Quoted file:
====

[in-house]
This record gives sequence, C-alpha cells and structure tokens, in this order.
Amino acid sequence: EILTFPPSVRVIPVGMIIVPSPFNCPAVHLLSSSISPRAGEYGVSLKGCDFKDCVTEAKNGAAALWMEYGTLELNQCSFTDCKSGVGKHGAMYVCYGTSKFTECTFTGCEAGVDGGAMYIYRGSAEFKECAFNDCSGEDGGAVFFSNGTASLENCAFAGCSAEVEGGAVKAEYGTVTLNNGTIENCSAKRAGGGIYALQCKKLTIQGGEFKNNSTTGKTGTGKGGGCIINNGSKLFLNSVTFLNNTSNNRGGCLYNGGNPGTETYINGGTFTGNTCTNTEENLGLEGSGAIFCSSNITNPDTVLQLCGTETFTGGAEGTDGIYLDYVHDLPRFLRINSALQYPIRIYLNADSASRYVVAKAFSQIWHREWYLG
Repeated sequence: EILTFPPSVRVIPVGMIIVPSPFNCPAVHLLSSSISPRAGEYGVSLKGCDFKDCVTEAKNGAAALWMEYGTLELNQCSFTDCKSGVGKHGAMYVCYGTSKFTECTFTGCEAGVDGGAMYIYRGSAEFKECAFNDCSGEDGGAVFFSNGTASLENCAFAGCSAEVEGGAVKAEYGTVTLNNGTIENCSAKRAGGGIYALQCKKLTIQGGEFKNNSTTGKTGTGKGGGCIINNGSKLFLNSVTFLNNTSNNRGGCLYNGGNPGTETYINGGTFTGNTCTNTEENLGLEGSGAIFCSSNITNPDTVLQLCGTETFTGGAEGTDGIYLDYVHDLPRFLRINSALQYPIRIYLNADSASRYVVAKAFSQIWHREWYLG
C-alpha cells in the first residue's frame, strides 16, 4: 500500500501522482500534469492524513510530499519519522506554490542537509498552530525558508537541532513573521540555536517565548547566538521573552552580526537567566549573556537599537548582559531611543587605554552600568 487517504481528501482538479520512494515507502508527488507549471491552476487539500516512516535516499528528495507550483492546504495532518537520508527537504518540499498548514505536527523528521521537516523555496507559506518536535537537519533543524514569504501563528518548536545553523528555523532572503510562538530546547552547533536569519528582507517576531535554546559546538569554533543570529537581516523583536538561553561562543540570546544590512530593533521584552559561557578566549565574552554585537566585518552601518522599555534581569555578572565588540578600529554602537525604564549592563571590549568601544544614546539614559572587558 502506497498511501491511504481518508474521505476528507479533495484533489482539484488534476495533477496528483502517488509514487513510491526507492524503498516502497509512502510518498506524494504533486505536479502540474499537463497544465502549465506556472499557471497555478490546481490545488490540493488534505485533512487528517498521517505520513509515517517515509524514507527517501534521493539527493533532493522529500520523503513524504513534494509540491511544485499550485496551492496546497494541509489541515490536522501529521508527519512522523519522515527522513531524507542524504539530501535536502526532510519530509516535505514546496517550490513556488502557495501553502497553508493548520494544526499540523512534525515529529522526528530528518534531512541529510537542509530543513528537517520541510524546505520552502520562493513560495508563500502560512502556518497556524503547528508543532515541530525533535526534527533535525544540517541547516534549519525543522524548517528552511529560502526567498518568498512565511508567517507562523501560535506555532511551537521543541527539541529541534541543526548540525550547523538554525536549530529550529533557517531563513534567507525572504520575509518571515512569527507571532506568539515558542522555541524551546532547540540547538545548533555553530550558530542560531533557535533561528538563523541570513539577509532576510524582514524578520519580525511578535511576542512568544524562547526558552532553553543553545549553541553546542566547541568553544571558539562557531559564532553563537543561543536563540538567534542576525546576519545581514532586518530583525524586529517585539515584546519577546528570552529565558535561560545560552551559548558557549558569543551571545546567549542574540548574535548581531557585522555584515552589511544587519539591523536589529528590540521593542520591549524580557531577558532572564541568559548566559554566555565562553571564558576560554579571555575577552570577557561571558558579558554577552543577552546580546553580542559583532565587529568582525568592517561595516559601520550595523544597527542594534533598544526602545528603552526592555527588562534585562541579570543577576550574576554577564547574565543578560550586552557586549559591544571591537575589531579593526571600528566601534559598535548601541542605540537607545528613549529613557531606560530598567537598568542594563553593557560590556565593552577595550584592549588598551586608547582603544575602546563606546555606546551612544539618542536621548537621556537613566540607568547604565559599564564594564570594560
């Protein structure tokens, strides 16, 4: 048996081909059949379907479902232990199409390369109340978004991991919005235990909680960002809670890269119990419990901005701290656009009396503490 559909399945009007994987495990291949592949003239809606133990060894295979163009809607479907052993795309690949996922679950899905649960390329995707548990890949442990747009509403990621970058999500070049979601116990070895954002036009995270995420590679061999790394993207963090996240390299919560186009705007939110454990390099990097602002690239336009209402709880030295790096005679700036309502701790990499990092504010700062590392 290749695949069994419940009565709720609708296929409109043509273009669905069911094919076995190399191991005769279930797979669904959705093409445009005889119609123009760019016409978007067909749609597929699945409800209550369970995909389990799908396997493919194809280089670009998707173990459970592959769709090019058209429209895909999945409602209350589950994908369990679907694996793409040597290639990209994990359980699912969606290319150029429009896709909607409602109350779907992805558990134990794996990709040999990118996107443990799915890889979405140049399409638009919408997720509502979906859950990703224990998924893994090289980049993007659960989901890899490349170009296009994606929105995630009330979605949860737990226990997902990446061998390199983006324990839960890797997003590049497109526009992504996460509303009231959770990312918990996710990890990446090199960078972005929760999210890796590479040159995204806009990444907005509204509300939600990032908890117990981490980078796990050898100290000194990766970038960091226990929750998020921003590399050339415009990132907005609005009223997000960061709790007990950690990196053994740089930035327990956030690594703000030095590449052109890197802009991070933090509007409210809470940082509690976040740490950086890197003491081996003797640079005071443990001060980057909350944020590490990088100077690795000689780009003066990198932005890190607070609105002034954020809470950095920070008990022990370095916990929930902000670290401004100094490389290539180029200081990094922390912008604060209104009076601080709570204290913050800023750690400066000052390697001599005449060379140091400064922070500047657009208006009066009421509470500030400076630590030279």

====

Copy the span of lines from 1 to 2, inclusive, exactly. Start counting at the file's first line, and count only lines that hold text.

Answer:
[in-house]
This record gives sequence, C-alpha cells and structure tokens, in this order.